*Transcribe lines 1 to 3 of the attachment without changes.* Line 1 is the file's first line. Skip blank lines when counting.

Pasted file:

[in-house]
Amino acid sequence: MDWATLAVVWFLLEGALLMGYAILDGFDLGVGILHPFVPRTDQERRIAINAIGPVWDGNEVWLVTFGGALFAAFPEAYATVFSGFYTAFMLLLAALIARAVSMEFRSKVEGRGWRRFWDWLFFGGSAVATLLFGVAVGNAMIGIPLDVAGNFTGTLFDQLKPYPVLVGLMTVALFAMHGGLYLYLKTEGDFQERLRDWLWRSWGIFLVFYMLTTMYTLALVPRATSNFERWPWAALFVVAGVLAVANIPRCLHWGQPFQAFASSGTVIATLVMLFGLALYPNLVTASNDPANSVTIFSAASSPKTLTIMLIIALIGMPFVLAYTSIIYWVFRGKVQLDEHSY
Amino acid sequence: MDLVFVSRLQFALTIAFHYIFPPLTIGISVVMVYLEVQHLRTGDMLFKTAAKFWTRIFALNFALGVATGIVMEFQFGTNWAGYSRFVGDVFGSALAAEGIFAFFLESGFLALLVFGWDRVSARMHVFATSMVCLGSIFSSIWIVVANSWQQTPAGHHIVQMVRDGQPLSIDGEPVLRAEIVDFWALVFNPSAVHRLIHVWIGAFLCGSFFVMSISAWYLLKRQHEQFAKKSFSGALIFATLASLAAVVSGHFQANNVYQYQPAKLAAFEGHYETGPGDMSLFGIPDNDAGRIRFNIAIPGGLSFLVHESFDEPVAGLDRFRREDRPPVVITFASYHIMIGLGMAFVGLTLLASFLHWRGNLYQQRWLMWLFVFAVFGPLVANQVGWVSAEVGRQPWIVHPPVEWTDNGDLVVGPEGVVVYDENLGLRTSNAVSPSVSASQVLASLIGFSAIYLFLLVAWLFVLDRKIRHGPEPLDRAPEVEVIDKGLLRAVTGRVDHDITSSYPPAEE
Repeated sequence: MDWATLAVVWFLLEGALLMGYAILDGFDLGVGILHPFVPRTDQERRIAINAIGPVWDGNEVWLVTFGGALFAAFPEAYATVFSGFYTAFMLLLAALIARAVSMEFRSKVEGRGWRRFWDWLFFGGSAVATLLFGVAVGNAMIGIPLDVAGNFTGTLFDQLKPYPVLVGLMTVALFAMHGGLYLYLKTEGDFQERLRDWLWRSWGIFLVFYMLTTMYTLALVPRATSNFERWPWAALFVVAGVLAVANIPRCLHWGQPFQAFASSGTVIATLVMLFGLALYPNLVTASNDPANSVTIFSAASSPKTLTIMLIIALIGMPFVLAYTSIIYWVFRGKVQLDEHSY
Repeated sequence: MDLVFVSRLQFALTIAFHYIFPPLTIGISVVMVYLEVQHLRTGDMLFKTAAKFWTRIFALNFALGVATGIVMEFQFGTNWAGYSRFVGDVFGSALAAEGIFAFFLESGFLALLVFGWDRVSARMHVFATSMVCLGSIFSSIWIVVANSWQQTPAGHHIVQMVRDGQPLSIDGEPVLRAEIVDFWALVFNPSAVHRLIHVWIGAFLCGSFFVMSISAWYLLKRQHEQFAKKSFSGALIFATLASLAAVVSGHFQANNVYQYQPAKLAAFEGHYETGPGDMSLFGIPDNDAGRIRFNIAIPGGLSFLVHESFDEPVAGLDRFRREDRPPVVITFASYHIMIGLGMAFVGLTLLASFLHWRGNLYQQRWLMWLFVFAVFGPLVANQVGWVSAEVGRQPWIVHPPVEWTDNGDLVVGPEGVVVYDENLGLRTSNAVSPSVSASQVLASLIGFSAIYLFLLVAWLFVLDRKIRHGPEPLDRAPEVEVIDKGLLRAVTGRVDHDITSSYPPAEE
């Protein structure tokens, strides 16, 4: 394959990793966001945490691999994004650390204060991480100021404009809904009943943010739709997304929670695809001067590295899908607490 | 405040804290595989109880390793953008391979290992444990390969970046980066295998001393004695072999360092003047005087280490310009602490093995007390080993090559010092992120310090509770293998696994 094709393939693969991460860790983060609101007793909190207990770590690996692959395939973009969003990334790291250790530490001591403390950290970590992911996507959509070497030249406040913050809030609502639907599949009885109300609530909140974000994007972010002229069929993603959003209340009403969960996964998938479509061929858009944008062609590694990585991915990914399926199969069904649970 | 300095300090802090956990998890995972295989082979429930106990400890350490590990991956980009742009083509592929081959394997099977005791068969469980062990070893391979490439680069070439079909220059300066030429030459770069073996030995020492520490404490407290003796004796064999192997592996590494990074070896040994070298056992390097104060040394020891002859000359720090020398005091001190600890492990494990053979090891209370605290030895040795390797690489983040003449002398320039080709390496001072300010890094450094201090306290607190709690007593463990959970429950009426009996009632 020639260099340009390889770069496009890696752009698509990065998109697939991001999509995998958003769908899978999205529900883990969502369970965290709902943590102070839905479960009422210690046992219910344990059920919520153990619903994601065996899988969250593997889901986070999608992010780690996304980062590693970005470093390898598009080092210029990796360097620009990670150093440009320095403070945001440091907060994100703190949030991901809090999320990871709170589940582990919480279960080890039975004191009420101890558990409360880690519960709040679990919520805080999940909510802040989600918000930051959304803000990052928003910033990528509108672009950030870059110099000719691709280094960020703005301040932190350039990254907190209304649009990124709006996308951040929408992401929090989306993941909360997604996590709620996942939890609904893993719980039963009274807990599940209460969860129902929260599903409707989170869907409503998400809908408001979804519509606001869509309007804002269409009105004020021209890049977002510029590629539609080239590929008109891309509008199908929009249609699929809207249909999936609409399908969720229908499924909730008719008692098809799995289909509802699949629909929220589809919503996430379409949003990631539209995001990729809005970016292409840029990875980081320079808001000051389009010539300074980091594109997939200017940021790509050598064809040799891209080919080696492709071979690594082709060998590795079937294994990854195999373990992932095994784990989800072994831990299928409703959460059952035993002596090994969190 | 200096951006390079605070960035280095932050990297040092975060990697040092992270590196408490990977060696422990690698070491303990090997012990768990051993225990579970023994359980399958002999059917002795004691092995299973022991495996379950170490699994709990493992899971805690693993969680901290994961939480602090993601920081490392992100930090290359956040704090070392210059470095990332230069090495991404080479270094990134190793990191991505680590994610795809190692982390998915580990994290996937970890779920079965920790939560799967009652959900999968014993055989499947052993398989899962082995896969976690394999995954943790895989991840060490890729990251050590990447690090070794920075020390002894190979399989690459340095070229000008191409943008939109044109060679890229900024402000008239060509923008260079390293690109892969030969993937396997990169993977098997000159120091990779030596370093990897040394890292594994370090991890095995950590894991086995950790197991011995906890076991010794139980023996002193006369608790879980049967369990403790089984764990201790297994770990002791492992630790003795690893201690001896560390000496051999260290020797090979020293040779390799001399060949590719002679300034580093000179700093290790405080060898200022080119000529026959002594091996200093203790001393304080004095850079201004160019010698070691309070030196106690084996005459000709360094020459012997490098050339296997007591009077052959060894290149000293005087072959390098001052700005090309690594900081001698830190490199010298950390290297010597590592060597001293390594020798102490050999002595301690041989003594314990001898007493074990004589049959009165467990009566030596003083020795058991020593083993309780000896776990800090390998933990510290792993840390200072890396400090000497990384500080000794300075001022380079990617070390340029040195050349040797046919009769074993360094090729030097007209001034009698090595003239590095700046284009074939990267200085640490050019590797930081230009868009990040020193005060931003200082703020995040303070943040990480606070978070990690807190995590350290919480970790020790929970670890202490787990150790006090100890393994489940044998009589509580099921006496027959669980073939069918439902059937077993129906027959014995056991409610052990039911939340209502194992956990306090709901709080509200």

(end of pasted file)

[in-house]
Amino acid sequence: MDWATLAVVWFLLEGALLMGYAILDGFDLGVGILHPFVPRTDQERRIAINAIGPVWDGNEVWLVTFGGALFAAFPEAYATVFSGFYTAFMLLLAALIARAVSMEFRSKVEGRGWRRFWDWLFFGGSAVATLLFGVAVGNAMIGIPLDVAGNFTGTLFDQLKPYPVLVGLMTVALFAMHGGLYLYLKTEGDFQERLRDWLWRSWGIFLVFYMLTTMYTLALVPRATSNFERWPWAALFVVAGVLAVANIPRCLHWGQPFQAFASSGTVIATLVMLFGLALYPNLVTASNDPANSVTIFSAASSPKTLTIMLIIALIGMPFVLAYTSIIYWVFRGKVQLDEHSY
Amino acid sequence: MDLVFVSRLQFALTIAFHYIFPPLTIGISVVMVYLEVQHLRTGDMLFKTAAKFWTRIFALNFALGVATGIVMEFQFGTNWAGYSRFVGDVFGSALAAEGIFAFFLESGFLALLVFGWDRVSARMHVFATSMVCLGSIFSSIWIVVANSWQQTPAGHHIVQMVRDGQPLSIDGEPVLRAEIVDFWALVFNPSAVHRLIHVWIGAFLCGSFFVMSISAWYLLKRQHEQFAKKSFSGALIFATLASLAAVVSGHFQANNVYQYQPAKLAAFEGHYETGPGDMSLFGIPDNDAGRIRFNIAIPGGLSFLVHESFDEPVAGLDRFRREDRPPVVITFASYHIMIGLGMAFVGLTLLASFLHWRGNLYQQRWLMWLFVFAVFGPLVANQVGWVSAEVGRQPWIVHPPVEWTDNGDLVVGPEGVVVYDENLGLRTSNAVSPSVSASQVLASLIGFSAIYLFLLVAWLFVLDRKIRHGPEPLDRAPEVEVIDKGLLRAVTGRVDHDITSSYPPAEE